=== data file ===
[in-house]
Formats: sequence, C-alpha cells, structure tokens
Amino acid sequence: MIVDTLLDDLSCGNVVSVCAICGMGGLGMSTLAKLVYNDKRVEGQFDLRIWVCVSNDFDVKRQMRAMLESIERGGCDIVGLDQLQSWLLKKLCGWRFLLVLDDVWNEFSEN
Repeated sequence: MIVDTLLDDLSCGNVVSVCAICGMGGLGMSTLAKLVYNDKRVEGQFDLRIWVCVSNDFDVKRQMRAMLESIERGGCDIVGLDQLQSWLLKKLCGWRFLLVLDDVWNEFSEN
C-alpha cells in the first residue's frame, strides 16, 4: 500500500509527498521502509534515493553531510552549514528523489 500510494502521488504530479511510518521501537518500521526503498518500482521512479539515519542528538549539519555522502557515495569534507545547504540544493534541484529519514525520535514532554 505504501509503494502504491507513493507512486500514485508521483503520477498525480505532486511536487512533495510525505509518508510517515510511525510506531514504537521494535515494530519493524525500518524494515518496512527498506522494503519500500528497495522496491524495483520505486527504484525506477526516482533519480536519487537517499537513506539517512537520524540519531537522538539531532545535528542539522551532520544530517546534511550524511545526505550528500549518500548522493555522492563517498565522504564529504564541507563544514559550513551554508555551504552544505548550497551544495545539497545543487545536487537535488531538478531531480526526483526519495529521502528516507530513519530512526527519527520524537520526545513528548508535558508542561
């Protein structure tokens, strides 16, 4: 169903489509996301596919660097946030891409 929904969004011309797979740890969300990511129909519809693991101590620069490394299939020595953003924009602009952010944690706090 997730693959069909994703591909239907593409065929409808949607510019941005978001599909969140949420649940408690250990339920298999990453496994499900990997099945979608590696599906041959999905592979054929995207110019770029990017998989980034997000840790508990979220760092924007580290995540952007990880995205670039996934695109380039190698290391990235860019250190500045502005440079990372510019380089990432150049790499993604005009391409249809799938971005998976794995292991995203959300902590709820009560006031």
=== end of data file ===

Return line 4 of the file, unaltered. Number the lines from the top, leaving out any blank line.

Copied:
Repeated sequence: MIVDTLLDDLSCGNVVSVCAICGMGGLGMSTLAKLVYNDKRVEGQFDLRIWVCVSNDFDVKRQMRAMLESIERGGCDIVGLDQLQSWLLKKLCGWRFLLVLDDVWNEFSEN